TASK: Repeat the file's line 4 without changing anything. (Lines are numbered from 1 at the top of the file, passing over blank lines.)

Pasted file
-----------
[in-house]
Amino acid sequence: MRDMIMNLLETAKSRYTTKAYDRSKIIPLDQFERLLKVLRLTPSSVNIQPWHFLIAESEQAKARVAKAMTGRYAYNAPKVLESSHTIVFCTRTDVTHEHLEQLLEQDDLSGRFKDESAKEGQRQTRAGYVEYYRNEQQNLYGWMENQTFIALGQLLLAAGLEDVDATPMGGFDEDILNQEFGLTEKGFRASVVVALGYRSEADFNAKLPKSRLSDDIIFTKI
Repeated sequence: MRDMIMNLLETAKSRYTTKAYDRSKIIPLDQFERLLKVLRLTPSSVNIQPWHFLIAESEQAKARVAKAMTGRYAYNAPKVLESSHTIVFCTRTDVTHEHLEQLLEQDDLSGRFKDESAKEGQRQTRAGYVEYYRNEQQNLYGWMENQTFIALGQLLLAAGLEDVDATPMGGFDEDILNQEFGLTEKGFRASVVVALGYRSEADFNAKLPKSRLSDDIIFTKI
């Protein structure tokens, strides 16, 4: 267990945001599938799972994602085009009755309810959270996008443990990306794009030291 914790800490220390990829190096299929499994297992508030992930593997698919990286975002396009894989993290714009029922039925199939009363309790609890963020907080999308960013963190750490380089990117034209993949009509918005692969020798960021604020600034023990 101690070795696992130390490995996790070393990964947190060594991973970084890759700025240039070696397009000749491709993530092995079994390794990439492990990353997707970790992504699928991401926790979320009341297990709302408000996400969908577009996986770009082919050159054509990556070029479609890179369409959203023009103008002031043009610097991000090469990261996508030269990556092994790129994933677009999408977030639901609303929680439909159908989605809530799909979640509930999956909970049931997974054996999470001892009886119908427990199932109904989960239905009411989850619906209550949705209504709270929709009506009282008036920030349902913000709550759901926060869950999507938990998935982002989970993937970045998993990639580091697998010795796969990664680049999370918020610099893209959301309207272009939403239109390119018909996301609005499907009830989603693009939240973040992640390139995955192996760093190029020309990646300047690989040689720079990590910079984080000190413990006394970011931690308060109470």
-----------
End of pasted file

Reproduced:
């Protein structure tokens, strides 16, 4: 267990945001599938799972994602085009009755309810959270996008443990990306794009030291 914790800490220390990829190096299929499994297992508030992930593997698919990286975002396009894989993290714009029922039925199939009363309790609890963020907080999308960013963190750490380089990117034209993949009509918005692969020798960021604020600034023990 101690070795696992130390490995996790070393990964947190060594991973970084890759700025240039070696397009000749491709993530092995079994390794990439492990990353997707970790992504699928991401926790979320009341297990709302408000996400969908577009996986770009082919050159054509990556070029479609890179369409959203023009103008002031043009610097991000090469990261996508030269990556092994790129994933677009999408977030639901609303929680439909159908989605809530799909979640509930999956909970049931997974054996999470001892009886119908427990199932109904989960239905009411989850619906209550949705209504709270929709009506009282008036920030349902913000709550759901926060869950999507938990998935982002989970993937970045998993990639580091697998010795796969990664680049999370918020610099893209959301309207272009939403239109390119018909996301609005499907009830989603693009939240973040992640390139995955192996760093190029020309990646300047690989040689720079990590910079984080000190413990006394970011931690308060109470």